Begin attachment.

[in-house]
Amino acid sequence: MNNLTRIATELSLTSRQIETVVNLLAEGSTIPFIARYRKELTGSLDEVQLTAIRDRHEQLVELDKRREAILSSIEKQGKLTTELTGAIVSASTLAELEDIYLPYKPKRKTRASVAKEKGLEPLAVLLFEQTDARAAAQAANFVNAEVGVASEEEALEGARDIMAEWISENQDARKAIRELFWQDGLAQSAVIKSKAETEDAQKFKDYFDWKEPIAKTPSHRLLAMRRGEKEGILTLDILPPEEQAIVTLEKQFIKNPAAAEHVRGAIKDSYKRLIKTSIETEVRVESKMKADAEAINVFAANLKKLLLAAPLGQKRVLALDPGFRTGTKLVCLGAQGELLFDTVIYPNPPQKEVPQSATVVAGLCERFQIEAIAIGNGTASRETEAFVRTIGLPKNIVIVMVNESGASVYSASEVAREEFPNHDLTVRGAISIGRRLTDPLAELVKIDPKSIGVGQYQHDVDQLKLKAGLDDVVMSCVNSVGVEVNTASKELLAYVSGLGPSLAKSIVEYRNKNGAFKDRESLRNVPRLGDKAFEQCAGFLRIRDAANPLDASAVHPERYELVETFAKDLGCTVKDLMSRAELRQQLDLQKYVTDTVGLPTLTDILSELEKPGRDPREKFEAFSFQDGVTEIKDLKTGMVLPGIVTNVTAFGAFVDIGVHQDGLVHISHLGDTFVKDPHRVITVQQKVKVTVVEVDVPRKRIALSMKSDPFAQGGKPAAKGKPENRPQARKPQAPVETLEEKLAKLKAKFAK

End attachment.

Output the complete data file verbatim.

[in-house]
Amino acid sequence: MNNLTRIATELSLTSRQIETVVNLLAEGSTIPFIARYRKELTGSLDEVQLTAIRDRHEQLVELDKRREAILSSIEKQGKLTTELTGAIVSASTLAELEDIYLPYKPKRKTRASVAKEKGLEPLAVLLFEQTDARAAAQAANFVNAEVGVASEEEALEGARDIMAEWISENQDARKAIRELFWQDGLAQSAVIKSKAETEDAQKFKDYFDWKEPIAKTPSHRLLAMRRGEKEGILTLDILPPEEQAIVTLEKQFIKNPAAAEHVRGAIKDSYKRLIKTSIETEVRVESKMKADAEAINVFAANLKKLLLAAPLGQKRVLALDPGFRTGTKLVCLGAQGELLFDTVIYPNPPQKEVPQSATVVAGLCERFQIEAIAIGNGTASRETEAFVRTIGLPKNIVIVMVNESGASVYSASEVAREEFPNHDLTVRGAISIGRRLTDPLAELVKIDPKSIGVGQYQHDVDQLKLKAGLDDVVMSCVNSVGVEVNTASKELLAYVSGLGPSLAKSIVEYRNKNGAFKDRESLRNVPRLGDKAFEQCAGFLRIRDAANPLDASAVHPERYELVETFAKDLGCTVKDLMSRAELRQQLDLQKYVTDTVGLPTLTDILSELEKPGRDPREKFEAFSFQDGVTEIKDLKTGMVLPGIVTNVTAFGAFVDIGVHQDGLVHISHLGDTFVKDPHRVITVQQKVKVTVVEVDVPRKRIALSMKSDPFAQGGKPAAKGKPENRPQARKPQAPVETLEEKLAKLKAKFAK